Hello! Every seven days, for the rest of the year, This Week in Portland History is bringing to light a person or event from the city’s past.
Legendary Hollywood film director John Ford was born John Feeney, to Irish immigrant parents, on Feb. 1, 1894 in Cape Elizabeth. He was the 10th of 11 children and grew up at 23/25 Sheridan Street on Munjoy Hill.
A statue of him now sits in a director’s chair at the corner of York, Pleasant and Center Streets. His father used to run a saloon not far from that crossroads, known as Gorham’s Corner. It was the center of Portland’s Irish community in the 19th and early 20th centuries.
Ford was a star fullback at Portland High School where he was known as “Bull Feeney.” In 1914, he joined his older brother, Francis, in Hollywood and began working in the movie biz — changing his name to John Ford along the way.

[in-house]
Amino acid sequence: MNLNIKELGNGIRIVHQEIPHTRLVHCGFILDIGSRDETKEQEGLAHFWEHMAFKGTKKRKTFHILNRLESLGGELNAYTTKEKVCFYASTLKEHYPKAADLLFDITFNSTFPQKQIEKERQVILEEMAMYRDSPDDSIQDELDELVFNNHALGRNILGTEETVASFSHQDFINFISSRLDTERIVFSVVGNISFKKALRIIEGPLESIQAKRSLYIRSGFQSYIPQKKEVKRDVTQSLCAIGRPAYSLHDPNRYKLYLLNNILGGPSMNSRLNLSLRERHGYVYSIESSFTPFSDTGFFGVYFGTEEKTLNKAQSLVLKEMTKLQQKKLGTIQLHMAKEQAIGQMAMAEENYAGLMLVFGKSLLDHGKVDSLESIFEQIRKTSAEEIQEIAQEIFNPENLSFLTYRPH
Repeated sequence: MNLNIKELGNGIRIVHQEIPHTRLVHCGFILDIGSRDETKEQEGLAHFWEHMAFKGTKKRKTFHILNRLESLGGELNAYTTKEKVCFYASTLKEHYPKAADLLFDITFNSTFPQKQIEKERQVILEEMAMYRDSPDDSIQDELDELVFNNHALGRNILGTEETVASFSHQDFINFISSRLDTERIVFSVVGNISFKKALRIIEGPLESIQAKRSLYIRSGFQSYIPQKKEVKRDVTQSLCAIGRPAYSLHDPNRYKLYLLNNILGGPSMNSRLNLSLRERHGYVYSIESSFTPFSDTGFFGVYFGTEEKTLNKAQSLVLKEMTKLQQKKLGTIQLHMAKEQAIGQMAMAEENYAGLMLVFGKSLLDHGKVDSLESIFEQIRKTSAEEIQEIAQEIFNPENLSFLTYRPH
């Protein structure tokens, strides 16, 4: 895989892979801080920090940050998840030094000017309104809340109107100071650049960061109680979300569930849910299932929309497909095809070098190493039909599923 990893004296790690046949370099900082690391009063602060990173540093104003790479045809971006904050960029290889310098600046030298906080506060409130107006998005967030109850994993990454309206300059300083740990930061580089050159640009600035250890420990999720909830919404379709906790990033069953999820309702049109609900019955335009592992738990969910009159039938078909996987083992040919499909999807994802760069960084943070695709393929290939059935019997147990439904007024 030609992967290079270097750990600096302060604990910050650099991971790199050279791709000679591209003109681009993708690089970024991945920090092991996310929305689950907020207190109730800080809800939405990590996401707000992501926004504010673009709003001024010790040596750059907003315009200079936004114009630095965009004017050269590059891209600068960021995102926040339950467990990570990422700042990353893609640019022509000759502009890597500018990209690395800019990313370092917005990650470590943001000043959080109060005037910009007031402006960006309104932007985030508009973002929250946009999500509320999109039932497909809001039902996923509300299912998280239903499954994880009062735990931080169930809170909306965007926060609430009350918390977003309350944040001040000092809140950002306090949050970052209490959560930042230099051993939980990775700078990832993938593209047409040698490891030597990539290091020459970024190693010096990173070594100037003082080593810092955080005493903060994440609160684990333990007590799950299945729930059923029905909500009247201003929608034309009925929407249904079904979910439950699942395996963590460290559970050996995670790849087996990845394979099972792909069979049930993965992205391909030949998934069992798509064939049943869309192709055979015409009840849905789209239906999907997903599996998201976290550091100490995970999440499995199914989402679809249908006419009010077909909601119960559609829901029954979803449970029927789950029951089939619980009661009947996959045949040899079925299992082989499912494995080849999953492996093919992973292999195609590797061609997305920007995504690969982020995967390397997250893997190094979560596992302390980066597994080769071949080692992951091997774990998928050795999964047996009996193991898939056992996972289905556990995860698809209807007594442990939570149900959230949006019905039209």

In his career, Ford won a record four Academy Awards for directing. Only Frank Capra and William Wyler have come close to Ford’s feat, winning three apiece.
During WWII, Ford made documentary films for the government’s Office of Strategic Services. He was wounded while filming at the Battle of Midway and directed a camera crew at Omaha Beach in Normandy on D-Day.
The film he made at Midway gave him one of the two more Oscars he snagged for best documentary.
He was close friends with John Wayne and Ward Bond, whom he directed in many films. He was awarded the Presidential Medal of Freedom by Richard Nixon.
John Ford died in 1973 at the age of 79. He’s remembered today as one of the greatest filmmakers to ever look through a camera lens.
No bad, for the son of an immigrant barkeep from Munjoy Hill.
Disclaimer: I’m not a historian. I owe everything I know to the dedicated research of those who have come before me. These character sketches and historical tidbits are assembled from multiple (often antique) sources and sprinkled with my own conjecture. I’m happy to be set straight or to learn more.